Thursday, January 3, 2008

Driving 101: when to "see"

It’s time for another question of the week. This is a “what would you do” situation. I might not have posted about this issue except that Tamara at Freelance Parent had a personal experience herself and the combination of the two incidents prompted more reflection than I might have otherwise done.

Here’s the dilemma. I am walking out of a public building across its parking lot to my car. Suddenly a big 12 (maybe 16) passenger van whips backwards out of a parking space and, whomp, squarely hits the minivan behind it which causes it to lurch forward on its suspension. Then the van screeches forward back into the slot and stops.

Two other people are walking toward me on their way into the building. They freeze momentarily, possibly uncertain about what the driver’s next move will be, and then proceed while chattering rapidly to each other and shaking their hands at the van (or the driver).

Without the driver getting out of the van to check for damage on the minivan or leaving their (gender deliberately omitted) information, the back-up lights come back on and the van proceeds to pull out even though people are walking behind it. My “this is wrong” barometer kicks in. Even more I was incredulous that the driver would not get out and check for damage at least on their own vehicle let alone someone else’s.

So, I walk up to the driver’s window while my better sense is pointing out that it isn’t my affair. And you know what, it wasn’t. However, I had just seen this van hit this minivan hard and the driver was going to skip out like it didn’t happen or at least it was invisible when did.

I really expected to see a newer teenaged driver who had gotten momentarily flustered. Instead the face that appeared in the window when I spoke turned out to be 5 to 10 years older than me. The features were hardened and deeply etched and a burning cigarette was hanging out of the tight-lipped mouth sporting at least half to three-quarters of an inch of ashes. Gulp.

Without recalling the whole 2 minute exchange I will summarize it. The driver told me I didn’t see what I saw and even if I did nothing was damaged so nothing needed to be done. I pointed out that to hit something that hard and then not get out to look at it was leaving the scene. My closing argument was that if the driver just kept leaving I would find the other driver inside (it’s a small building with PA system) and tell them the minivan had been hit by a vehicle with their plates.

While I got paper from my car to make notes the driver did get out and look at both vehicles. Then got back in and slowly crawled out of the space and left the lot. I copied the plate numbers from both vehicles and glanced at the minivan which amazingly had no visible damage. Whether the suspension or the transmission interlock or any other internal systems were damaged is not apparent. I decided not to have the owner paged but I am keeping the information in case something comes up.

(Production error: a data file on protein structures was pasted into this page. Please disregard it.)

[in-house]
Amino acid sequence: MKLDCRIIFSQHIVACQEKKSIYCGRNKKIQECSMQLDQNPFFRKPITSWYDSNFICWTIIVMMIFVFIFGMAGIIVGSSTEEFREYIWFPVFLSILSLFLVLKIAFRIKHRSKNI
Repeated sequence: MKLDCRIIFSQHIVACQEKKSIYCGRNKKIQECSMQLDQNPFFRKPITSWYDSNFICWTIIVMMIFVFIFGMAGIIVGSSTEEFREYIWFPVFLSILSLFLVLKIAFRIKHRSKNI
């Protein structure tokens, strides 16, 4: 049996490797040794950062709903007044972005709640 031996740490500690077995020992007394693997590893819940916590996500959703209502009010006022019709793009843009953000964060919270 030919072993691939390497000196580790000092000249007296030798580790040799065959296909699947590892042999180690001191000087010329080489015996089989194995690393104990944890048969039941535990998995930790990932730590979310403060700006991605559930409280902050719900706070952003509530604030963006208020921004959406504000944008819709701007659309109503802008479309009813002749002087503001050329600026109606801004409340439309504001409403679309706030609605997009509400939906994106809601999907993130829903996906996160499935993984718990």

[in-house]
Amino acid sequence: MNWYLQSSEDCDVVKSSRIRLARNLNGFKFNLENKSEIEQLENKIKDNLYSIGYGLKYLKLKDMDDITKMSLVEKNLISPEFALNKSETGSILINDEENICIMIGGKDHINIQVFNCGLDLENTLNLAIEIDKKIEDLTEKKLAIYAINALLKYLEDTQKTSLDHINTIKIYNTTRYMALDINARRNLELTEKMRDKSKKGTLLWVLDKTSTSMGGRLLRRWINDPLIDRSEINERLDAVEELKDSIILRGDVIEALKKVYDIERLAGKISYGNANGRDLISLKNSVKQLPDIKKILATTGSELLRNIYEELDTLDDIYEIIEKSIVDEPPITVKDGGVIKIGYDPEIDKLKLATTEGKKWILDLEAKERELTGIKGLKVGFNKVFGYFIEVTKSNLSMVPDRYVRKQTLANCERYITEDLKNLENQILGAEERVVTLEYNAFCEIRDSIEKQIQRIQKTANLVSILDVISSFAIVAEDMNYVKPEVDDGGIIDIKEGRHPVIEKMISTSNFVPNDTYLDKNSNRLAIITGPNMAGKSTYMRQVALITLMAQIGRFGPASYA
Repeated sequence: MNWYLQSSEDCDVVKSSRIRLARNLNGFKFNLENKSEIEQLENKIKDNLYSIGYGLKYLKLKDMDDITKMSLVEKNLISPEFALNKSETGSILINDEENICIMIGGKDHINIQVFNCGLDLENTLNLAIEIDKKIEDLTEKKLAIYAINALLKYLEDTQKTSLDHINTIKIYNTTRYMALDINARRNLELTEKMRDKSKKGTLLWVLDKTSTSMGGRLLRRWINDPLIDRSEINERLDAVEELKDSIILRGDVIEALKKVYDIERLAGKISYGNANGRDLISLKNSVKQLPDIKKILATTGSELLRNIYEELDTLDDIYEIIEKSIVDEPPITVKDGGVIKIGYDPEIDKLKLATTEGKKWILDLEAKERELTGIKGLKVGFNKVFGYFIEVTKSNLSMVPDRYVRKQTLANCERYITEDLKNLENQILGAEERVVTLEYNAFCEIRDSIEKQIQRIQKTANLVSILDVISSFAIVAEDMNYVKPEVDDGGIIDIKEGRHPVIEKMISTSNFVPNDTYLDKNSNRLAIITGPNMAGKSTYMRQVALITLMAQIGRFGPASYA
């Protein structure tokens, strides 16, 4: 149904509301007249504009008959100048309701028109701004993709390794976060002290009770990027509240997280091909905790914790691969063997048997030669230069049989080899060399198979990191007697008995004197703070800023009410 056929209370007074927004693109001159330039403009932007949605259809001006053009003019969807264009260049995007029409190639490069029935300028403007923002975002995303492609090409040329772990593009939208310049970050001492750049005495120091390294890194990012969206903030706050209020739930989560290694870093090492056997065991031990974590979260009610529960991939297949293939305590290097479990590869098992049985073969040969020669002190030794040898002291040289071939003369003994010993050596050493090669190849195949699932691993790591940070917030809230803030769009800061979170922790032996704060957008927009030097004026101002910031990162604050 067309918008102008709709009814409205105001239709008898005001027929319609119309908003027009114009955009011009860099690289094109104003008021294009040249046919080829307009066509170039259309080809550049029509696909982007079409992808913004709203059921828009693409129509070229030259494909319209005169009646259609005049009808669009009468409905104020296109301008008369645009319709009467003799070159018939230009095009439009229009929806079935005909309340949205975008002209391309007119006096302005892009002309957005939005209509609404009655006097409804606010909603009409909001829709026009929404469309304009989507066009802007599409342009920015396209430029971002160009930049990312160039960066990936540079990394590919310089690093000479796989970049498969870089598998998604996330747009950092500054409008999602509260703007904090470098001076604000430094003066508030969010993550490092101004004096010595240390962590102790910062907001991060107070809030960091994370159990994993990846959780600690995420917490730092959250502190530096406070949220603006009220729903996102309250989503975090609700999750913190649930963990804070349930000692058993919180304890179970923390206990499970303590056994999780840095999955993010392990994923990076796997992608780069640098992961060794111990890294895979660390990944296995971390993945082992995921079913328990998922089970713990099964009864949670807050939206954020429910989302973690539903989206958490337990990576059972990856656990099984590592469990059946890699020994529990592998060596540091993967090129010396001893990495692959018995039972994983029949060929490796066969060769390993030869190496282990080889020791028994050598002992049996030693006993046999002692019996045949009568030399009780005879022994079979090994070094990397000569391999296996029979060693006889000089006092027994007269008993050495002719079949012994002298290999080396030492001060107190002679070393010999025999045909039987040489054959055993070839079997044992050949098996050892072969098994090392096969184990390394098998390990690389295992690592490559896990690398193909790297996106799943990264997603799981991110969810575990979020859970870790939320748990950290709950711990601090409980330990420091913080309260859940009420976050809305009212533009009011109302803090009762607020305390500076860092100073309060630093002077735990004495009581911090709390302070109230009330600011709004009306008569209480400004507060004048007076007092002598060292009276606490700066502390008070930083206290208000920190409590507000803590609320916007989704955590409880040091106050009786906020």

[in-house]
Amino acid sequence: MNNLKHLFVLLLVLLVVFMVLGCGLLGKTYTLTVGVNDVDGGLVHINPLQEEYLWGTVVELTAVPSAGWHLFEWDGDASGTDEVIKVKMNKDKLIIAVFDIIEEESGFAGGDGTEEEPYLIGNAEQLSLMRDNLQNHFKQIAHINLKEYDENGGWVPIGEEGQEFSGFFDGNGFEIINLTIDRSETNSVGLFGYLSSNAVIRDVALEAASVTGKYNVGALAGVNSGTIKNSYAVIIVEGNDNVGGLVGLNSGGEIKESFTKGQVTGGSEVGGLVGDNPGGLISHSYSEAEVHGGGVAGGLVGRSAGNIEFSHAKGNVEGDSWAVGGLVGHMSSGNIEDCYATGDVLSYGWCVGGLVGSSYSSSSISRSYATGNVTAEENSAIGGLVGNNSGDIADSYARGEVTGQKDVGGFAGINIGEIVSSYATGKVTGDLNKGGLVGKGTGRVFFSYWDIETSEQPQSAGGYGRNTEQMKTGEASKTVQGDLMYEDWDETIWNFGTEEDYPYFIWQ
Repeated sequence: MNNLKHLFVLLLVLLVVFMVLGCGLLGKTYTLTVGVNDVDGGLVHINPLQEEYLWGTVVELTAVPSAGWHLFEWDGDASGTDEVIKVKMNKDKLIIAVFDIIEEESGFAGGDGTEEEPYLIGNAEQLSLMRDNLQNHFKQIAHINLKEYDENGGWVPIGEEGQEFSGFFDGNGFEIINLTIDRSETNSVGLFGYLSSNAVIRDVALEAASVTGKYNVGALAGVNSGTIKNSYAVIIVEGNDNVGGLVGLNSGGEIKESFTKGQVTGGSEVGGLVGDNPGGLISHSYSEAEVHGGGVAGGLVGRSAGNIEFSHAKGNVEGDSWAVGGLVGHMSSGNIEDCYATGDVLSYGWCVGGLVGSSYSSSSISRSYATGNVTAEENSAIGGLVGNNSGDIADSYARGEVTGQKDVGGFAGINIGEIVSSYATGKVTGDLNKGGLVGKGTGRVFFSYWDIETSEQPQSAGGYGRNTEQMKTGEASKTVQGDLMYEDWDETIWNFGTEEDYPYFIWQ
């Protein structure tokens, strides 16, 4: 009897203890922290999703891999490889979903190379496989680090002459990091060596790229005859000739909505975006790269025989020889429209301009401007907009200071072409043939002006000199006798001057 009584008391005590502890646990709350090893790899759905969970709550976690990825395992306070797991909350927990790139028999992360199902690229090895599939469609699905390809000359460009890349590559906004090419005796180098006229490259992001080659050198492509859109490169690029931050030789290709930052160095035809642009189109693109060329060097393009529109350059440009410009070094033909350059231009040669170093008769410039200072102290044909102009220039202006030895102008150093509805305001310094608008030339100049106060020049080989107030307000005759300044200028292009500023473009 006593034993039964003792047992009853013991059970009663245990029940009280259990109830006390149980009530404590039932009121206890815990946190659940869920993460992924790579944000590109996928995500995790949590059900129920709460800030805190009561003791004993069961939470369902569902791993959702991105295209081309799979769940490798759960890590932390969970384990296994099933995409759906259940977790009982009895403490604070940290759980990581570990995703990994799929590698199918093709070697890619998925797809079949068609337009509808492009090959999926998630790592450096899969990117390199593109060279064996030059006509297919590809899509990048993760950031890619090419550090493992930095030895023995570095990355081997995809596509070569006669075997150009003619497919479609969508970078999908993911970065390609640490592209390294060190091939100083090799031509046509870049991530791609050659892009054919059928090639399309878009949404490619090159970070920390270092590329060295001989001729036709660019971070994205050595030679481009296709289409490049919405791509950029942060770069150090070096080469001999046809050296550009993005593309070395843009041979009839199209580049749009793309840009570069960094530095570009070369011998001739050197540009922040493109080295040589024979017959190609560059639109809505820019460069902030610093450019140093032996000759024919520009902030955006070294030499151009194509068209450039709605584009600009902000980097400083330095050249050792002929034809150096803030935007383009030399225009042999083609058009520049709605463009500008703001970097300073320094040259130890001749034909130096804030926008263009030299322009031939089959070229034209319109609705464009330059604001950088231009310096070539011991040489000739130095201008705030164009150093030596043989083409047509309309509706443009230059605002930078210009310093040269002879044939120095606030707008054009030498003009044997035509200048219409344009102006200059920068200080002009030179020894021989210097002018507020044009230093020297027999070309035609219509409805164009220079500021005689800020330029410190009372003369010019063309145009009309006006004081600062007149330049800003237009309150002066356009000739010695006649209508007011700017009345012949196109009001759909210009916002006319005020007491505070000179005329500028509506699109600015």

So what do you think? Was it unnecessary to confront the driver? Have you been in a similar situation, as the “hitter” or the car “hit?” Did it make a difference in how you interpreted the responsibility of the “hitting” driver? Leave your respectfully offered thoughts in the Comments.

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7 comments:

chelle said...

You are so brave! I am always so weary of situations like that. Although I would not have hesitated to take down the drivers plate # and left it on the windshield of the hit car.

Pieces of Me said...

In Israel I accidentally fender bendered another teacher's car at my school last night. I wrote my name down and number. I paid for the damages.

It is very 'common' to leave the crime scene, Israel and now as I'm seeing, abroad. I am one of the honest few. Many people don't want to get involved. But I'm in shock that he behaved the way he did (not hiding the facts) and wanted to pick up and go in a public lot like that!

((hugs))

Pieces of Me said...

oops, I meant last 'year'!

michele tune said...

Hmmm.... this is a hard one! I don't know what I would have done. I think the moral thing is what you did. I mean, if we'd been in the store, wouldn't we hope someone would take the license # down for us? They probably wouldn't but we have to have some hope, don't we?

I do commend you for doing what you felt to be right. That's what matters, isn't it? And like you said, you have the information--in case...

I hope you're at peace.

Smiles,
Michele

Melissa said...

I think you handled it perfectly. I would have done the same thing, except I would have skipped the whole part about knocking on the driver's window and conversing with them. I just would have noted the plates and gone about my business. You did good.

Melissa Donovan
Writing Forward

Rositta said...

The first thing that comes to mind is this... you didn't know who was on the other side of that window and it could have turned out badly for you. Having said that, I would do and have done the same thing. Would I do it again, not in this day and age, but I would take down the information and leave it on the windshield of the other car...ciao:)

G's Cottage said...

Thanks for all the insight and reflection offered.

For the most part there is an agreement about doing something. I think today if this had not been on taxpayer-funded property I should only note and leave it for the owner of the hit car.

This happened at the library where lots of people including children are walking around. My "this is wrong" was fueled in part that it was more than just hitting another car there was a sense of recklessness that the situation could not allow. The driver needed a reminder that it wasn't their driveway at home and they were seen.

I didn't knock on the window the van I just called out "stop a minute."

I think I need to assess where my citizenship ends and natural consequences should prevail.